I’ve continually argued that games and simulations have an important part to play in the sociology classroom – I’ve found, created and posted a fair number – partly because they can be counter-intuitive in a way that forces students to confront and reassess their taken-for-granted ideas about social behaviour – from education to inequality – and partly because they have the potential to involve students more-deeply in the actual process of learning through experience and discovery.
They have, in other words, the capacity to turn passive learning into active learning, something I consider A Good Thing.
Although the vast majority of the sims I’ve collated are designed for offline use I’ve recently stumbled upon some sims designed, in the brave-new-words of their Publisher, to:
“Build the sociological imaginations of your students by showing them how social structures impact others’ realities”.
Despite – or maybe because of – this rather bold claim, the reality is sadly a little more prosaic: the reach of online learning frequently exceeds its grasp. This isn’t to say the sims aren’t worth playing, but you do need to keep in mind they’re not particularly immersive and their subject matter can be a little esoteric (and aimed squarely at an American market: most of the evidence and examples cited are US-based).
On the plus side, however, they combine useful sociological information with simple decision-making (there’s only ever two choices) that has both sociological consequences and provides interesting feedback and information that students might normally expect to learn through something like passive note-taking.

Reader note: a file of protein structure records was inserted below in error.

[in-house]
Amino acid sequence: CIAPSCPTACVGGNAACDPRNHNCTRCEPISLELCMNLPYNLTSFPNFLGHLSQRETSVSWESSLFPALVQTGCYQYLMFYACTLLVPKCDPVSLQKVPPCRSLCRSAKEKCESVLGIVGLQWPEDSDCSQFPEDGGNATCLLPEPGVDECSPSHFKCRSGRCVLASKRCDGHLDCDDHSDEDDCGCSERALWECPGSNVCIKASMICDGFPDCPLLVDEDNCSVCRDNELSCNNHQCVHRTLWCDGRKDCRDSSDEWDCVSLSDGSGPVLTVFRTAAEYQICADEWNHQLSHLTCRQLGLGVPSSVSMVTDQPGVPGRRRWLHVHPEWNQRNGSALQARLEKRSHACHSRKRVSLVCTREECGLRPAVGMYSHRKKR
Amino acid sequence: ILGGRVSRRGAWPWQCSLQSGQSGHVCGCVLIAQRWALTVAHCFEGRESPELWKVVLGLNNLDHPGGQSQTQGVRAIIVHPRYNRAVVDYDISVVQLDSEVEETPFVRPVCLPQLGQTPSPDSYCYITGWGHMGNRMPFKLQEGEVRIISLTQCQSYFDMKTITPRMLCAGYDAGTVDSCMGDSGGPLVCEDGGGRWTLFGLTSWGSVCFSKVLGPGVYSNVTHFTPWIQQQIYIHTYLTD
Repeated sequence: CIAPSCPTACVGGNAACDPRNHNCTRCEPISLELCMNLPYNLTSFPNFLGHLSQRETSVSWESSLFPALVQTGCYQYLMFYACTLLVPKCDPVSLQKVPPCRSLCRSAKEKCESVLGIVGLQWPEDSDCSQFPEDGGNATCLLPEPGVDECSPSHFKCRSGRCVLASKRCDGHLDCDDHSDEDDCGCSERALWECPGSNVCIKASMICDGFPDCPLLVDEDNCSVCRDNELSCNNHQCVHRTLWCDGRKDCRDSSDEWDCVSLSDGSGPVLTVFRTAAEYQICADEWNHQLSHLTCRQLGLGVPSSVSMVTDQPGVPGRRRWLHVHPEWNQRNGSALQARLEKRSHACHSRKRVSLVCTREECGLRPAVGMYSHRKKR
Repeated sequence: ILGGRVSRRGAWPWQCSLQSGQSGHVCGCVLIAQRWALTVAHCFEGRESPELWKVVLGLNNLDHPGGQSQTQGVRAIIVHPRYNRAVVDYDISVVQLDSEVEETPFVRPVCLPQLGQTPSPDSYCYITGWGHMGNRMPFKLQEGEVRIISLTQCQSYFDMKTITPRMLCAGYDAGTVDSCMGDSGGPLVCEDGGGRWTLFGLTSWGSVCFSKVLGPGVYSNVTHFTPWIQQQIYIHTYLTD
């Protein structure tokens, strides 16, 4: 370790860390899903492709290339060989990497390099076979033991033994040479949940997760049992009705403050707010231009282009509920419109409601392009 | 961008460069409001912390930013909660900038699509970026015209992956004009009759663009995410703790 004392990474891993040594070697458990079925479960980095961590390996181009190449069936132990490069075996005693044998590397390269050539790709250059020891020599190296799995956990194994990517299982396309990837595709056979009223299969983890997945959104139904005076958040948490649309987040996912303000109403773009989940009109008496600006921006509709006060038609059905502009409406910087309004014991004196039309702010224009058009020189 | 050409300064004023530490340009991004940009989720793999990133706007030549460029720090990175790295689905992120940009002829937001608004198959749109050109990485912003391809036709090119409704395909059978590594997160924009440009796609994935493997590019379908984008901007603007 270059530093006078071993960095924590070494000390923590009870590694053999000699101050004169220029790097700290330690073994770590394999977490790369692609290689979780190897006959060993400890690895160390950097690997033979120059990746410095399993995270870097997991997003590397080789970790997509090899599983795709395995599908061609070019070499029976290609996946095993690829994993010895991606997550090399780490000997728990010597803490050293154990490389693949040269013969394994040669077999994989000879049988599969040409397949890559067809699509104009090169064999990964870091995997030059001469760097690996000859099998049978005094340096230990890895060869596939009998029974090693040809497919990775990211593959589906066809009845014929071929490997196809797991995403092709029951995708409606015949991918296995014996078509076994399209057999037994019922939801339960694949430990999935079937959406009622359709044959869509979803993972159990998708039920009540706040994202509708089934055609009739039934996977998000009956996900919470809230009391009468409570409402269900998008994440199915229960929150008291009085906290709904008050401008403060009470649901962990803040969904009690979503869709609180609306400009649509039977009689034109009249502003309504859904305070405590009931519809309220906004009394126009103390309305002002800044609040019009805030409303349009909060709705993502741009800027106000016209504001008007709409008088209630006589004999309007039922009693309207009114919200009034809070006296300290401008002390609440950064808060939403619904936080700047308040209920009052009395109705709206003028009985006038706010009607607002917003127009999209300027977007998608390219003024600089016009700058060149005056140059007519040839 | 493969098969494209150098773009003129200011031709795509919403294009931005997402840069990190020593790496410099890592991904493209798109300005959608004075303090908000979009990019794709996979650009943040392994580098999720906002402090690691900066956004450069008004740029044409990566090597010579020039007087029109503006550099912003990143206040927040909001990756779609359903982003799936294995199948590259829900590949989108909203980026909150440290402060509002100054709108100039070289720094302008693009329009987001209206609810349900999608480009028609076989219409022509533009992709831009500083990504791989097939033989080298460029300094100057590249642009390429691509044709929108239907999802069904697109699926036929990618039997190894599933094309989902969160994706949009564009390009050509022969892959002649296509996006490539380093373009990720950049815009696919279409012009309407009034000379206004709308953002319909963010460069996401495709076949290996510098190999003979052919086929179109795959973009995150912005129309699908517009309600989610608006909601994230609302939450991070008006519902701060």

If this sounds like I’m damning them with faint praise it’s not meant to read that way: I personally enjoyed playing the 4 available sims and I think your students will too.
They should also learn something from them, which is probably the objective…
1. Sociologically Strong? Do you have a strong sociological imagination?
Sociologist C. Wright Mills defined the sociological imagination as the ability to understand the relationship between individual experience and the broader patterns of society. This means being able to examine people’s experiences within their social context.
2. Second-Shift Ready? Can you manage the second shift?”
Sociologist Arlie Russell Hochschild defined the second shift as the unpaid domestic labor, including housework and childcare, that people do after their “first shift” at a full-time job. Often, in heterosexual, two-parent families, women perform the vast majority of second-shift labor.
3. Your Career, or Your Child? How free are your choices?
Social structure is defined as the social institutions and social relationships that together constitute society. The social institutions that make up the social structure include the family, education, religion, the government, and the economy. These institutions and the patterns of inequality they contain shape individuals’ choices.
4. How Would You Fare? How would you fare as a refugee?
The Civil War in Syria, which began in 2011, is the worst humanitarian crisis of the 21st century. It has forced millions of Syrians to become refugees, seeking asylum in foreign countries.